The investment of OVG [Oak View Group] and the Baltimore Arena is game-changing for us. Part of what we were lobbying for in the beginning was making sure that we could keep the Arena in its current location. The team collectively had to work together to make sure that they could expand and give us something that was state of the art, without creating a hole or vacuum in the center of Downtown. From what I saw, the renderings inside and outside and how they plan to activate the open space show the integration into our city. They’re investing about $150 million, so for that type of an investment, you know that they are looking to really commit and double down on Baltimore. I think that also shows other investors who are interested in the connected area. You know we have Lexington Market, and footsteps away, we have the Superblock that’s coming online. So, with all of these things together, I think it really creates that energy and momentum that our city needs and is yearning for. I am truly excited about that. Not only from what it will do to the exterior of the building, but we’ve also learned that they are increasing the number of shows that will be here. This is already a high-performing arena, so I can’t even imagine what it’s going to be like with the additional investment.
Do you have any advice for future female leaders?
There are probably three main things that I subscribe to. The first is when I ended up taking a course in effective communication for women early on. It was game-changing for me because one of the things that I did…and it was kind of reflected in the book, is that I may know what I want, but I don’t quite say it. It can be something as simple as “what do you want for your birthday?” and you respond with “oh, I don’t really care.” Women typically are more reserved in their desires, so the first thing I would say is, say what you want and go after what you like and want to do. The second thing I would say is to really be intentional about execution matters. I do this thing called 100 “No’s.” In a month, I want to get to 100 No’s. The reason I want to do that is because, if I’m not getting “No,” that means I’m probably not asking enough. You need to focus on getting out there and asking so much that you start to even look forward to the “No” because that means that you can check something off of your list. The last thing I want to mention is “work-life balance.” Typically, you sacrifice something at different points. It’s very hard to have that equal balance that you may want to have. I think about where I was in my career, and yes, I would make it to every game for my child, but I couldn’t be at home every day when they came home. So, you learn to sacrifice some things. I think it’s recognized that in our lives, there’s this sort of roller coaster of things that we have to do, so our priorities will shift. What’s important to remember is that balance doesn’t have to necessarily mean that it has to be equal; it just means that for that period of time, you have to make sure that you are fully aware of what you are focused on and knowing that these other things may have to take a backseat for a moment.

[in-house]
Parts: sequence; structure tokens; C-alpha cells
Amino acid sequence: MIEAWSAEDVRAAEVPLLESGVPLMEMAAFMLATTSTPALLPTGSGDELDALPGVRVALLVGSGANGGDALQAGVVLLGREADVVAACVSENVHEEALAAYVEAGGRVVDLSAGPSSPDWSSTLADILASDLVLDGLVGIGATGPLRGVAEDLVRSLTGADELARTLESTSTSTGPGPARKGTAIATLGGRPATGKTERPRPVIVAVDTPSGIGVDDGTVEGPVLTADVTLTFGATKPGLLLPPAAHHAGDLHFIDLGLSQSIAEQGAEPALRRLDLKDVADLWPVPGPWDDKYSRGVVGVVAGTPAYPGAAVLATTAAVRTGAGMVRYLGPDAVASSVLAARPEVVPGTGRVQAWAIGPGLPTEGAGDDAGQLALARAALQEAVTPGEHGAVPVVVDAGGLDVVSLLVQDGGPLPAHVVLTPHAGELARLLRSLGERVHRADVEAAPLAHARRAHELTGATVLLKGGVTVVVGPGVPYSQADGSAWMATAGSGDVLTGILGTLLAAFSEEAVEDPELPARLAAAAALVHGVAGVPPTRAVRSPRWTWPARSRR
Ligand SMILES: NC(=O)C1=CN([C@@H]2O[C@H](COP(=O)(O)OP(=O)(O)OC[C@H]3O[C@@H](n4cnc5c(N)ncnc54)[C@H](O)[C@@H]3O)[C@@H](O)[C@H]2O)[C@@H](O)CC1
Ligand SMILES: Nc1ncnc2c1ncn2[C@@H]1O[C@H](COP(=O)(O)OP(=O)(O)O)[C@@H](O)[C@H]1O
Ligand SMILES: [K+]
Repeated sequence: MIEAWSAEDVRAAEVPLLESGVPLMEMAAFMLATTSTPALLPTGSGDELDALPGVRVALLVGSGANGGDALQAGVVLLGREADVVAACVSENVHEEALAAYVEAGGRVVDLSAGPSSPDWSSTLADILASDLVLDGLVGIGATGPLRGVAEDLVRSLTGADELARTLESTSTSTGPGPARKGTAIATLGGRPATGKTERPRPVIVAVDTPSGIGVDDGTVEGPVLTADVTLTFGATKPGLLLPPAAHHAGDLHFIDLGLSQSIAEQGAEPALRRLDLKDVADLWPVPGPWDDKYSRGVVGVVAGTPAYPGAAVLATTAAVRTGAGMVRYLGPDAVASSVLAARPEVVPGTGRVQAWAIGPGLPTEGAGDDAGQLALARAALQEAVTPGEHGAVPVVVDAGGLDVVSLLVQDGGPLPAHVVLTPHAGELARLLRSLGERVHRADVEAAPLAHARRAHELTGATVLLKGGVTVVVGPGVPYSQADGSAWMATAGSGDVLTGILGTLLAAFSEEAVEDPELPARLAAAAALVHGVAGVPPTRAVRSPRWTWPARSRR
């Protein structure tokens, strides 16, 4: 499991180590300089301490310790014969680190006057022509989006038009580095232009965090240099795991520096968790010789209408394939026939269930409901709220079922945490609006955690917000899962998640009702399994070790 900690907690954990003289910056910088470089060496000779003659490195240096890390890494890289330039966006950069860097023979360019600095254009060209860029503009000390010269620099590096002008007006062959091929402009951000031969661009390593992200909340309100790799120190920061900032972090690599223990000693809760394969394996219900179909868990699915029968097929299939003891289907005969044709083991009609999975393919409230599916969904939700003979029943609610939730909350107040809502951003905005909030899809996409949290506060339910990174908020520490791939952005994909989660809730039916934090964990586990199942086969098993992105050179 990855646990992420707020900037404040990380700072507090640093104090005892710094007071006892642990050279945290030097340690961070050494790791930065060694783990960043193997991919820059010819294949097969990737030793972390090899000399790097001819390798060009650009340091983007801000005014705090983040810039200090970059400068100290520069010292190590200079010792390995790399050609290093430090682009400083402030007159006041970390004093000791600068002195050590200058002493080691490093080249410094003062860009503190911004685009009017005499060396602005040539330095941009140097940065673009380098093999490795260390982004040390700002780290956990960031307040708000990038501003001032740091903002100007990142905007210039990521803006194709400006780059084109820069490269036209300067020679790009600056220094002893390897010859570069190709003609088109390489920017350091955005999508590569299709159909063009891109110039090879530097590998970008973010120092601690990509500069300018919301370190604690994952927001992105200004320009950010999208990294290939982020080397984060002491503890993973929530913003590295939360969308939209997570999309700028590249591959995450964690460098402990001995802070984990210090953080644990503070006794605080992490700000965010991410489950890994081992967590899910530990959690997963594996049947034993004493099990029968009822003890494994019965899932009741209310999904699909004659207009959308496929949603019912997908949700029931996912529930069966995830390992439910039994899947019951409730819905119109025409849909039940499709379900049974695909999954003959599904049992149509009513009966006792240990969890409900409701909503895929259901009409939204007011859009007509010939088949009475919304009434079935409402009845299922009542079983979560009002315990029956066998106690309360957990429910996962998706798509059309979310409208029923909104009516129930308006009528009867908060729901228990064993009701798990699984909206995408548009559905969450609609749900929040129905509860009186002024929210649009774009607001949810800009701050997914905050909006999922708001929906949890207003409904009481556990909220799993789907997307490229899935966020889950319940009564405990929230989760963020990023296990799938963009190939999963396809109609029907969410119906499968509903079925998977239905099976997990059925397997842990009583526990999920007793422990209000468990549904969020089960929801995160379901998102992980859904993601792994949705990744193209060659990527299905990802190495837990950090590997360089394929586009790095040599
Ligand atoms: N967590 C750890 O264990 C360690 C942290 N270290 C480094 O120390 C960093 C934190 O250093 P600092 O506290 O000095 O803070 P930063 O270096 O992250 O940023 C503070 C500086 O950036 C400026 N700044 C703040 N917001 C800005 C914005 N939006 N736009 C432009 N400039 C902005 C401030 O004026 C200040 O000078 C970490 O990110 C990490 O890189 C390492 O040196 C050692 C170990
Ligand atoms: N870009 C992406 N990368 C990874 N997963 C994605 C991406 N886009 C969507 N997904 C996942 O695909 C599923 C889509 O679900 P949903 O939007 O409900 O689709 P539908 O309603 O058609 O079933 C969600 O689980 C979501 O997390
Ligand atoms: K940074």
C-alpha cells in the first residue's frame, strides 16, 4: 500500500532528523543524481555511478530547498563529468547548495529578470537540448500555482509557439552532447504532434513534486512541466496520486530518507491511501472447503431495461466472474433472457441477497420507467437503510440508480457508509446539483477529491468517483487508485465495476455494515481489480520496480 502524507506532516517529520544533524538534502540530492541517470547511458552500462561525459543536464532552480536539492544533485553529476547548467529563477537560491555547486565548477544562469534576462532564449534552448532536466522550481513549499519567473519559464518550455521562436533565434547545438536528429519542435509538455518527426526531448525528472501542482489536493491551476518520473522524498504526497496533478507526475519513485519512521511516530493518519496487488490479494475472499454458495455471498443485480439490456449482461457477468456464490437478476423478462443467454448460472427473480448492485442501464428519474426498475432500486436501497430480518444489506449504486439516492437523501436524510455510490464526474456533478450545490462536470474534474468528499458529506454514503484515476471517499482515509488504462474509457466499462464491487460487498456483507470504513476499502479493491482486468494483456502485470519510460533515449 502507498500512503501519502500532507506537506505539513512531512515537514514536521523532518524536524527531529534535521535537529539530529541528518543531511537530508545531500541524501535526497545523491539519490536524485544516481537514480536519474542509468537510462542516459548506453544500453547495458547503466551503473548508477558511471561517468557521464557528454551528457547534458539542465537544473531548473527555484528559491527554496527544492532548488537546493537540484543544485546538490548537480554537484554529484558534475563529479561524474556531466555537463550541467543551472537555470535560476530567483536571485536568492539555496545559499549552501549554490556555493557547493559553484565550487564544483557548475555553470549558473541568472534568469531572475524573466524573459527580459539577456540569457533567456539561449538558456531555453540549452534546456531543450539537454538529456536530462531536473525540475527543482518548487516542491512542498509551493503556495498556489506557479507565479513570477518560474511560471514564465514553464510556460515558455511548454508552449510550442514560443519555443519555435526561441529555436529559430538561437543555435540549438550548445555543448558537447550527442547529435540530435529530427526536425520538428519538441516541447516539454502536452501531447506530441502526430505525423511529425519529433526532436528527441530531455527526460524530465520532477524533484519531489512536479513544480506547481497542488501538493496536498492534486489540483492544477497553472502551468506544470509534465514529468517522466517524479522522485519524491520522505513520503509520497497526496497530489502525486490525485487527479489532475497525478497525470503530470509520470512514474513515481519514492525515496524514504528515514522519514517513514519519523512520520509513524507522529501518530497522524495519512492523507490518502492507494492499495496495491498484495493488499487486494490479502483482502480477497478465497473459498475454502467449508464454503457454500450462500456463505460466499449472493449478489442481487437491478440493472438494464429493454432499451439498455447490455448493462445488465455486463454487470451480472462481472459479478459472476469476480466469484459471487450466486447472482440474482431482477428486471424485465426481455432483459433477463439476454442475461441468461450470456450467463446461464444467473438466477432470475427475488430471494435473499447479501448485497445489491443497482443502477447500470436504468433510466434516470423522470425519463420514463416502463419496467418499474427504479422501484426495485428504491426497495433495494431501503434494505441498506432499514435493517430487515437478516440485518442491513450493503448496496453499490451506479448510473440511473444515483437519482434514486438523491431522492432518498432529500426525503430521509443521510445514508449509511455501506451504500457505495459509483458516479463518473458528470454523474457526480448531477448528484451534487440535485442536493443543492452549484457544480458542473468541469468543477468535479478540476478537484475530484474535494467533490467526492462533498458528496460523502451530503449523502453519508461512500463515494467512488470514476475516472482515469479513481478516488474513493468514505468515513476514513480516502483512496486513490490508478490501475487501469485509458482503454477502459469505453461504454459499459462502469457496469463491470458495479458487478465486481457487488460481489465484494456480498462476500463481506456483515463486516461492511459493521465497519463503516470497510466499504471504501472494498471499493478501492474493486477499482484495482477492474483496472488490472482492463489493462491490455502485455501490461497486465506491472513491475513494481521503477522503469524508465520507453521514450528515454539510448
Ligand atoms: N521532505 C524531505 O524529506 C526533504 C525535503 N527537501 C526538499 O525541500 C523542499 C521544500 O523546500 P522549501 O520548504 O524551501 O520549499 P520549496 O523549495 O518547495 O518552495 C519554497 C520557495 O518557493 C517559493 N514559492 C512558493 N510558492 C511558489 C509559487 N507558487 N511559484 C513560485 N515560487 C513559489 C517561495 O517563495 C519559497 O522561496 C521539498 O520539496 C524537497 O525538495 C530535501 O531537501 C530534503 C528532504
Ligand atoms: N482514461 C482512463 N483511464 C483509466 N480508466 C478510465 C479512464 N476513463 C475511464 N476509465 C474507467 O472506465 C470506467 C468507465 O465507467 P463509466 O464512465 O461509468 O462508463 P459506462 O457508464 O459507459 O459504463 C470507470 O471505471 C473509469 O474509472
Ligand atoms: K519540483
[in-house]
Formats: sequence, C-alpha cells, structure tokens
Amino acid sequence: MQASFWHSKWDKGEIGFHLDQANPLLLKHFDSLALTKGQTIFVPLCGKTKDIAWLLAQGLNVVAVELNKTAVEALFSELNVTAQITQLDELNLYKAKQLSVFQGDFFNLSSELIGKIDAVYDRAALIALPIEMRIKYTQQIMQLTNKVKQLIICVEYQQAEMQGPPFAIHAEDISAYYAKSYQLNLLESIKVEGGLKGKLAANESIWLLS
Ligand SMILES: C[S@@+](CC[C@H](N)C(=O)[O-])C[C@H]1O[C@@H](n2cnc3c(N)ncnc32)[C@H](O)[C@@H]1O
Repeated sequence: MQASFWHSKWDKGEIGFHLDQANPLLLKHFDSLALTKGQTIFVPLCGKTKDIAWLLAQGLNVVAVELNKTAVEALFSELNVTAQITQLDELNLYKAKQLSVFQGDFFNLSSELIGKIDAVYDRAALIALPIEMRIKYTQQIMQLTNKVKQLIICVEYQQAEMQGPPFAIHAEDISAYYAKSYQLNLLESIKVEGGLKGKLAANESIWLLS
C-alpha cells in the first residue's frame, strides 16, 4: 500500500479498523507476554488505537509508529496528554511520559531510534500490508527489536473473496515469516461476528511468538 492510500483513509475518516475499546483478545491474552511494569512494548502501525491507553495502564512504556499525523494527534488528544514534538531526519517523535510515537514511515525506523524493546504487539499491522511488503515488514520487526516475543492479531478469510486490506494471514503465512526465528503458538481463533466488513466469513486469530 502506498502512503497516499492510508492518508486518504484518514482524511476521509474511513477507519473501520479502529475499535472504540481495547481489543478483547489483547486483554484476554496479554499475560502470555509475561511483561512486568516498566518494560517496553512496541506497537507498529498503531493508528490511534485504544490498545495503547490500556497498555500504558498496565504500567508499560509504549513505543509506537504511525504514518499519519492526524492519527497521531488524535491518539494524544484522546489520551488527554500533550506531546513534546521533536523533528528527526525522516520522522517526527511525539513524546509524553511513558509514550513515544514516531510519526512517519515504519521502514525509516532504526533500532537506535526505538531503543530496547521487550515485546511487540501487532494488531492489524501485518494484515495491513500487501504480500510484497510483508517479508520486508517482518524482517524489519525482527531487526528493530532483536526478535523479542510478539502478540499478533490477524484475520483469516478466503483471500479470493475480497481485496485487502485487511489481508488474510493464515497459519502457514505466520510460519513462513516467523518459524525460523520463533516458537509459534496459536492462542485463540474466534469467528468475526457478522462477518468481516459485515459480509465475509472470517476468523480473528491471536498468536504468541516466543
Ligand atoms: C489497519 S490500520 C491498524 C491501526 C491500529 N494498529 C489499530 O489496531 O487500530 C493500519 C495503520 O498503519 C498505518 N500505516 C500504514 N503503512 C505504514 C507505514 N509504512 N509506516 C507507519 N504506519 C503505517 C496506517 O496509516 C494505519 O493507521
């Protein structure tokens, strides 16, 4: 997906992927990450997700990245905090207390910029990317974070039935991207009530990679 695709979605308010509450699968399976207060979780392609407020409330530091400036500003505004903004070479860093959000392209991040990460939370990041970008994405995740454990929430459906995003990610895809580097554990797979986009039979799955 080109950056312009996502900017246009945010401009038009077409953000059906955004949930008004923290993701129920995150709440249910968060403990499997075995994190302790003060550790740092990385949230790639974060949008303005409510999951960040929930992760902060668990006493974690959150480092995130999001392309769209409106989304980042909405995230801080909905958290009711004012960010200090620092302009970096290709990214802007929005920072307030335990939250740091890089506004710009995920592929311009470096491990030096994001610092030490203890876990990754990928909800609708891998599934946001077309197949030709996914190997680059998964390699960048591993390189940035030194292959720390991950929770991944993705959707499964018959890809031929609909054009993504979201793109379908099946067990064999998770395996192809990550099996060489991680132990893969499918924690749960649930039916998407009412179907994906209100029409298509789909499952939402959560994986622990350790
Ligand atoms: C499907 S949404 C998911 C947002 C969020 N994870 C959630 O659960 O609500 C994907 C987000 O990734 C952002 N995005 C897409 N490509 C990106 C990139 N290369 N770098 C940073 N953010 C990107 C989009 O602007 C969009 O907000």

By: Valerie Skvirsky, Government Relations Associate